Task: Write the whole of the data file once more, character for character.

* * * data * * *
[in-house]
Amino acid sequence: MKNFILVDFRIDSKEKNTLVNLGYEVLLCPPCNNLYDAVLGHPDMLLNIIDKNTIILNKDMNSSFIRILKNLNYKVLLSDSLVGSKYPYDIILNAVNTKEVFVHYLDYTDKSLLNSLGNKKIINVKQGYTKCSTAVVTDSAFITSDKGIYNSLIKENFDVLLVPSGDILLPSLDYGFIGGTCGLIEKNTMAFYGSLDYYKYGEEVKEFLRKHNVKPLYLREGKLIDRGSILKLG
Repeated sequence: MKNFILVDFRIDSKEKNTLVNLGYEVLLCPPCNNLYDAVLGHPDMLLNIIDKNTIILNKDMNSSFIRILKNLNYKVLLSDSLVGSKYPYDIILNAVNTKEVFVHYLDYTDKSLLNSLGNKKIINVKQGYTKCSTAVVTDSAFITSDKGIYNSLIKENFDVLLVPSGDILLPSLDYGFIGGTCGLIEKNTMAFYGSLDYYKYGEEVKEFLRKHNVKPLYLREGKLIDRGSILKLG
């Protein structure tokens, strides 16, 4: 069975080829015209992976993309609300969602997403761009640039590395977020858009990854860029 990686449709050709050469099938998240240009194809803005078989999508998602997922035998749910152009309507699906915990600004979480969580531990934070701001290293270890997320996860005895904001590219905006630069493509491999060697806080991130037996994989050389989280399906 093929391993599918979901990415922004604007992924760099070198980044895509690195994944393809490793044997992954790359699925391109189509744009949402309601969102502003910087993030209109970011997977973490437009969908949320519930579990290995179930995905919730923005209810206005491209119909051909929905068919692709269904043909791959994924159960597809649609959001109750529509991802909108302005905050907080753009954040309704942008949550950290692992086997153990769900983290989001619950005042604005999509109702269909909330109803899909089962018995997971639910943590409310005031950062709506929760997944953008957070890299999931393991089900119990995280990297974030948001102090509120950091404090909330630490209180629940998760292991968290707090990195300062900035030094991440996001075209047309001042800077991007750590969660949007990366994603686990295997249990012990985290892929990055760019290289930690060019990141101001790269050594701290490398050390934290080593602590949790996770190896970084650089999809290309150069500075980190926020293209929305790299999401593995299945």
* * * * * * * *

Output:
[in-house]
Amino acid sequence: MKNFILVDFRIDSKEKNTLVNLGYEVLLCPPCNNLYDAVLGHPDMLLNIIDKNTIILNKDMNSSFIRILKNLNYKVLLSDSLVGSKYPYDIILNAVNTKEVFVHYLDYTDKSLLNSLGNKKIINVKQGYTKCSTAVVTDSAFITSDKGIYNSLIKENFDVLLVPSGDILLPSLDYGFIGGTCGLIEKNTMAFYGSLDYYKYGEEVKEFLRKHNVKPLYLREGKLIDRGSILKLG
Repeated sequence: MKNFILVDFRIDSKEKNTLVNLGYEVLLCPPCNNLYDAVLGHPDMLLNIIDKNTIILNKDMNSSFIRILKNLNYKVLLSDSLVGSKYPYDIILNAVNTKEVFVHYLDYTDKSLLNSLGNKKIINVKQGYTKCSTAVVTDSAFITSDKGIYNSLIKENFDVLLVPSGDILLPSLDYGFIGGTCGLIEKNTMAFYGSLDYYKYGEEVKEFLRKHNVKPLYLREGKLIDRGSILKLG
């Protein structure tokens, strides 16, 4: 069975080829015209992976993309609300969602997403761009640039590395977020858009990854860029 990686449709050709050469099938998240240009194809803005078989999508998602997922035998749910152009309507699906915990600004979480969580531990934070701001290293270890997320996860005895904001590219905006630069493509491999060697806080991130037996994989050389989280399906 093929391993599918979901990415922004604007992924760099070198980044895509690195994944393809490793044997992954790359699925391109189509744009949402309601969102502003910087993030209109970011997977973490437009969908949320519930579990290995179930995905919730923005209810206005491209119909051909929905068919692709269904043909791959994924159960597809649609959001109750529509991802909108302005905050907080753009954040309704942008949550950290692992086997153990769900983290989001619950005042604005999509109702269909909330109803899909089962018995997971639910943590409310005031950062709506929760997944953008957070890299999931393991089900119990995280990297974030948001102090509120950091404090909330630490209180629940998760292991968290707090990195300062900035030094991440996001075209047309001042800077991007750590969660949007990366994603686990295997249990012990985290892929990055760019290289930690060019990141101001790269050594701290490398050390934290080593602590949790996770190896970084650089999809290309150069500075980190926020293209929305790299999401593995299945």